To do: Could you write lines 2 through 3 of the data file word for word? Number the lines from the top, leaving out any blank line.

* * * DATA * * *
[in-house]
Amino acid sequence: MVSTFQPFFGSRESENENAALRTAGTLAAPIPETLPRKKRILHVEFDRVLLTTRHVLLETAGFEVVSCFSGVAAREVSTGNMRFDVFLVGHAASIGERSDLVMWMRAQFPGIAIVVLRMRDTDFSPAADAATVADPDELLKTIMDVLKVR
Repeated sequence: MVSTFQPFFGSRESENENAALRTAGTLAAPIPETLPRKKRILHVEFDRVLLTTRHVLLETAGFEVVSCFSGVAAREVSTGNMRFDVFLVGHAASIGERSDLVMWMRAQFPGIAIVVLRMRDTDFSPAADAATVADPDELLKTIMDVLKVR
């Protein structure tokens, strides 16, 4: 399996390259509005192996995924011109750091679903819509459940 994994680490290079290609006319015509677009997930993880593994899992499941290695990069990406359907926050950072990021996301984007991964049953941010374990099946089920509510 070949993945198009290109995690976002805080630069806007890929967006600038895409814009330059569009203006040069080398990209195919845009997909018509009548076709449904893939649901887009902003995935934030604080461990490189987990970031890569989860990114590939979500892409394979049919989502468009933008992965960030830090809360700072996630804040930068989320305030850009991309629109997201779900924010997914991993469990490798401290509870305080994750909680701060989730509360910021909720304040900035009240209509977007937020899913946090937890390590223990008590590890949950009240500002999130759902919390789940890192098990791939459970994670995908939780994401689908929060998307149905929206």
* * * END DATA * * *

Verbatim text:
Amino acid sequence: MVSTFQPFFGSRESENENAALRTAGTLAAPIPETLPRKKRILHVEFDRVLLTTRHVLLETAGFEVVSCFSGVAAREVSTGNMRFDVFLVGHAASIGERSDLVMWMRAQFPGIAIVVLRMRDTDFSPAADAATVADPDELLKTIMDVLKVR
Repeated sequence: MVSTFQPFFGSRESENENAALRTAGTLAAPIPETLPRKKRILHVEFDRVLLTTRHVLLETAGFEVVSCFSGVAAREVSTGNMRFDVFLVGHAASIGERSDLVMWMRAQFPGIAIVVLRMRDTDFSPAADAATVADPDELLKTIMDVLKVR